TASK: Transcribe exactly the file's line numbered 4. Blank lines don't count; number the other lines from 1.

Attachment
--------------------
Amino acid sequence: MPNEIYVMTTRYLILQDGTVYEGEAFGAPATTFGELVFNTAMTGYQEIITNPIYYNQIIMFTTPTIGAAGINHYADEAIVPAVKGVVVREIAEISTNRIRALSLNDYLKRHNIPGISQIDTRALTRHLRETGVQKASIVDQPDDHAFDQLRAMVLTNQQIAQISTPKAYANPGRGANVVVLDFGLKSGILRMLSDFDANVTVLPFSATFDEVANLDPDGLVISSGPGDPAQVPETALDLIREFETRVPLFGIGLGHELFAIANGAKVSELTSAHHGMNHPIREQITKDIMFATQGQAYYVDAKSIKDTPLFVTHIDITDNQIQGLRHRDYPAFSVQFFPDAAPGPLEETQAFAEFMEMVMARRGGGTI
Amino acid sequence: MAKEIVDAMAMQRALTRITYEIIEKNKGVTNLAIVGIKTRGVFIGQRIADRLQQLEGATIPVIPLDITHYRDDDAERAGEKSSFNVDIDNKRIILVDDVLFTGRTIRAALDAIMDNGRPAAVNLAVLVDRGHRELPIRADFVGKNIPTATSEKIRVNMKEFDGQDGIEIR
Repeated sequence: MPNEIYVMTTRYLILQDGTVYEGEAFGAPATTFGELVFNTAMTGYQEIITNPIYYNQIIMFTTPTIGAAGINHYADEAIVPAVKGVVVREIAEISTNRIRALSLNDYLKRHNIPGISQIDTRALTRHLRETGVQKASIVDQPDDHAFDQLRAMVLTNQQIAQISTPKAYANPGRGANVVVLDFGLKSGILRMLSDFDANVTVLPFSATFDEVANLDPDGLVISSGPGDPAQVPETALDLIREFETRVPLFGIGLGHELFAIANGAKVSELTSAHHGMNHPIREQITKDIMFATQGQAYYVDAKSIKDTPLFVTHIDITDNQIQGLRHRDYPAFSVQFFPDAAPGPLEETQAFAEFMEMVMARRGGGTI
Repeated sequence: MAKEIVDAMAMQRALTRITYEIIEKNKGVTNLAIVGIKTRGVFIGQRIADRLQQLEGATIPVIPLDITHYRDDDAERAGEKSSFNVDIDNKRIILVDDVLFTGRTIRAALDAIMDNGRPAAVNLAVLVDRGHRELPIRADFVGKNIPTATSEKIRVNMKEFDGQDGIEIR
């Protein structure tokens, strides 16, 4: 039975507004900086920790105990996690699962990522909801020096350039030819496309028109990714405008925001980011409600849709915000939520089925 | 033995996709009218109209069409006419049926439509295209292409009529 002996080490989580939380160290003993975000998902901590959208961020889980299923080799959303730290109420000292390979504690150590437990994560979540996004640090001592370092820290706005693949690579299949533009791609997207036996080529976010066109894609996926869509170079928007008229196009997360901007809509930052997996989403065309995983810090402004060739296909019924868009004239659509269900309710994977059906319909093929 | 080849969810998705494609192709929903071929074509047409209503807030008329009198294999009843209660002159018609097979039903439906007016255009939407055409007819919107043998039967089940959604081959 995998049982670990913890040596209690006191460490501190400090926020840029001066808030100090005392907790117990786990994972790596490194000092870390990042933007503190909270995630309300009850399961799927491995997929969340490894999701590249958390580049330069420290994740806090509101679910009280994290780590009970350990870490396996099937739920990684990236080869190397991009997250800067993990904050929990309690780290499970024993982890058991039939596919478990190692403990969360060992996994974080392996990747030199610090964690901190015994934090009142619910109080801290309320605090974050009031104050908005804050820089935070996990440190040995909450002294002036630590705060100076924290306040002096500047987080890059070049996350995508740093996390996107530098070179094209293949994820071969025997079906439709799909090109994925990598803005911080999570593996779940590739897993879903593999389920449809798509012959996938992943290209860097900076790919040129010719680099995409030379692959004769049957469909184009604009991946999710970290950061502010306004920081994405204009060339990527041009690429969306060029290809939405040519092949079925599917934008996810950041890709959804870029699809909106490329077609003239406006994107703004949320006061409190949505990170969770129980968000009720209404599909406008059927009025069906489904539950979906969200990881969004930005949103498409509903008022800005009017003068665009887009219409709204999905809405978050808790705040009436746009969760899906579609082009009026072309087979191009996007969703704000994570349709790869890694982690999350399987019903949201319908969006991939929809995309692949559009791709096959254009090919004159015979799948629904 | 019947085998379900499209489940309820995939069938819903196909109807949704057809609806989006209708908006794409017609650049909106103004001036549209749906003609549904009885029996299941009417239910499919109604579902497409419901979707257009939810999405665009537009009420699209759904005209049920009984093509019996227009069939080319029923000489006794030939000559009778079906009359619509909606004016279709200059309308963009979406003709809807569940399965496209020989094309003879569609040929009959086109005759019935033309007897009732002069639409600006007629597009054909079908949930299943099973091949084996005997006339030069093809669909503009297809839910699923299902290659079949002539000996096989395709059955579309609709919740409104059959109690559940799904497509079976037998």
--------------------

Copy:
Repeated sequence: MAKEIVDAMAMQRALTRITYEIIEKNKGVTNLAIVGIKTRGVFIGQRIADRLQQLEGATIPVIPLDITHYRDDDAERAGEKSSFNVDIDNKRIILVDDVLFTGRTIRAALDAIMDNGRPAAVNLAVLVDRGHRELPIRADFVGKNIPTATSEKIRVNMKEFDGQDGIEIR